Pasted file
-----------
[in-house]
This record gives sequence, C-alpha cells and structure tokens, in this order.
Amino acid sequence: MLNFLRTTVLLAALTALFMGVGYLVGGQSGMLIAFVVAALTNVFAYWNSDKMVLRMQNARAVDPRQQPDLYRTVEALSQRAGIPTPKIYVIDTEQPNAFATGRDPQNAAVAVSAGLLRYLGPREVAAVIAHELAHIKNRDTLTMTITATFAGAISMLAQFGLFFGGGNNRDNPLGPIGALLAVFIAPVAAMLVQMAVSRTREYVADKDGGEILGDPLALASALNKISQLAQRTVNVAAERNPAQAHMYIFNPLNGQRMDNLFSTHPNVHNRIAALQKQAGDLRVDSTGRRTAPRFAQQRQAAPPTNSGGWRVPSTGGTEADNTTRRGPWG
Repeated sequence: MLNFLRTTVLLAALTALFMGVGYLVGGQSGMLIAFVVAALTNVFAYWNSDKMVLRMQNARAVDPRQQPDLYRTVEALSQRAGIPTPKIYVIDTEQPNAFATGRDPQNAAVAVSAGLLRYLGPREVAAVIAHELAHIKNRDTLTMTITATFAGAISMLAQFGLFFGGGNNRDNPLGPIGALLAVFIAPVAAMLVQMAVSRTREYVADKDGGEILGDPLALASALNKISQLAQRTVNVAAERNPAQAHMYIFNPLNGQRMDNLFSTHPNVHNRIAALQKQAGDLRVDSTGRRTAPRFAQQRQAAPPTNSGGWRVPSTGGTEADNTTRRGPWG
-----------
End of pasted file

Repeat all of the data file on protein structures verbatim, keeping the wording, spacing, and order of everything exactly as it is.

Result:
[in-house]
This record gives sequence, C-alpha cells and structure tokens, in this order.
Amino acid sequence: MLNFLRTTVLLAALTALFMGVGYLVGGQSGMLIAFVVAALTNVFAYWNSDKMVLRMQNARAVDPRQQPDLYRTVEALSQRAGIPTPKIYVIDTEQPNAFATGRDPQNAAVAVSAGLLRYLGPREVAAVIAHELAHIKNRDTLTMTITATFAGAISMLAQFGLFFGGGNNRDNPLGPIGALLAVFIAPVAAMLVQMAVSRTREYVADKDGGEILGDPLALASALNKISQLAQRTVNVAAERNPAQAHMYIFNPLNGQRMDNLFSTHPNVHNRIAALQKQAGDLRVDSTGRRTAPRFAQQRQAAPPTNSGGWRVPSTGGTEADNTTRRGPWG
Repeated sequence: MLNFLRTTVLLAALTALFMGVGYLVGGQSGMLIAFVVAALTNVFAYWNSDKMVLRMQNARAVDPRQQPDLYRTVEALSQRAGIPTPKIYVIDTEQPNAFATGRDPQNAAVAVSAGLLRYLGPREVAAVIAHELAHIKNRDTLTMTITATFAGAISMLAQFGLFFGGGNNRDNPLGPIGALLAVFIAPVAAMLVQMAVSRTREYVADKDGGEILGDPLALASALNKISQLAQRTVNVAAERNPAQAHMYIFNPLNGQRMDNLFSTHPNVHNRIAALQKQAGDLRVDSTGRRTAPRFAQQRQAAPPTNSGGWRVPSTGGTEADNTTRRGPWG